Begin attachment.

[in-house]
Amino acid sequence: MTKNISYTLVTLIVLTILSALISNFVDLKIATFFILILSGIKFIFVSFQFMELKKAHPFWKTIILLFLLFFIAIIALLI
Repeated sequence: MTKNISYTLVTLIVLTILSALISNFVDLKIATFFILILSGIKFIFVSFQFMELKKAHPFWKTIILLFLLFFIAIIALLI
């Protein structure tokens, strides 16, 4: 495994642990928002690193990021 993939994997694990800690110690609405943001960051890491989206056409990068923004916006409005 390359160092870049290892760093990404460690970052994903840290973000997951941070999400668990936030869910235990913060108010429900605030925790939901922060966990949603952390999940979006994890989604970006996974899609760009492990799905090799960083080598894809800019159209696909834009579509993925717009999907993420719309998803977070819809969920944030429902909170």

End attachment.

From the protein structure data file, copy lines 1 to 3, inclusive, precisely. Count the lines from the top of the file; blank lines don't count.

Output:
[in-house]
Amino acid sequence: MTKNISYTLVTLIVLTILSALISNFVDLKIATFFILILSGIKFIFVSFQFMELKKAHPFWKTIILLFLLFFIAIIALLI
Repeated sequence: MTKNISYTLVTLIVLTILSALISNFVDLKIATFFILILSGIKFIFVSFQFMELKKAHPFWKTIILLFLLFFIAIIALLI